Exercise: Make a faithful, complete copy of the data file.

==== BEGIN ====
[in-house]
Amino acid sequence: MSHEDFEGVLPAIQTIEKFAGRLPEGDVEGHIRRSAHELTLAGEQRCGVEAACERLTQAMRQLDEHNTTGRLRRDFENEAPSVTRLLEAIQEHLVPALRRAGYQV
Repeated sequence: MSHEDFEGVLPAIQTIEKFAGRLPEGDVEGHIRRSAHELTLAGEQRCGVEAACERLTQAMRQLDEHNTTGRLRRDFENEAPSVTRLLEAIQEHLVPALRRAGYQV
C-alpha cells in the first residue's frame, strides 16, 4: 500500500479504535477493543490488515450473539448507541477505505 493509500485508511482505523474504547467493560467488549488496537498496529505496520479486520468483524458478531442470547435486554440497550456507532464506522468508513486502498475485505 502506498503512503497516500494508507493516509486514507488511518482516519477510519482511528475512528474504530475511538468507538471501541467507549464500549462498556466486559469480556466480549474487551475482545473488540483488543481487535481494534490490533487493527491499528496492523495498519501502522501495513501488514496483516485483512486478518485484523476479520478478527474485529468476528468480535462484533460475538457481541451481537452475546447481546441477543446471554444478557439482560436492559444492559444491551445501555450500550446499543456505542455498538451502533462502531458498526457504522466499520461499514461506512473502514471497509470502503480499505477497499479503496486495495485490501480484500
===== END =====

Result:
[in-house]
Amino acid sequence: MSHEDFEGVLPAIQTIEKFAGRLPEGDVEGHIRRSAHELTLAGEQRCGVEAACERLTQAMRQLDEHNTTGRLRRDFENEAPSVTRLLEAIQEHLVPALRRAGYQV
Repeated sequence: MSHEDFEGVLPAIQTIEKFAGRLPEGDVEGHIRRSAHELTLAGEQRCGVEAACERLTQAMRQLDEHNTTGRLRRDFENEAPSVTRLLEAIQEHLVPALRRAGYQV
C-alpha cells in the first residue's frame, strides 16, 4: 500500500479504535477493543490488515450473539448507541477505505 493509500485508511482505523474504547467493560467488549488496537498496529505496520479486520468483524458478531442470547435486554440497550456507532464506522468508513486502498475485505 502506498503512503497516500494508507493516509486514507488511518482516519477510519482511528475512528474504530475511538468507538471501541467507549464500549462498556466486559469480556466480549474487551475482545473488540483488543481487535481494534490490533487493527491499528496492523495498519501502522501495513501488514496483516485483512486478518485484523476479520478478527474485529468476528468480535462484533460475538457481541451481537452475546447481546441477543446471554444478557439482560436492559444492559444491551445501555450500550446499543456505542455498538451502533462502531458498526457504522466499520461499514461506512473502514471497509470502503480499505477497499479503496486495495485490501480484500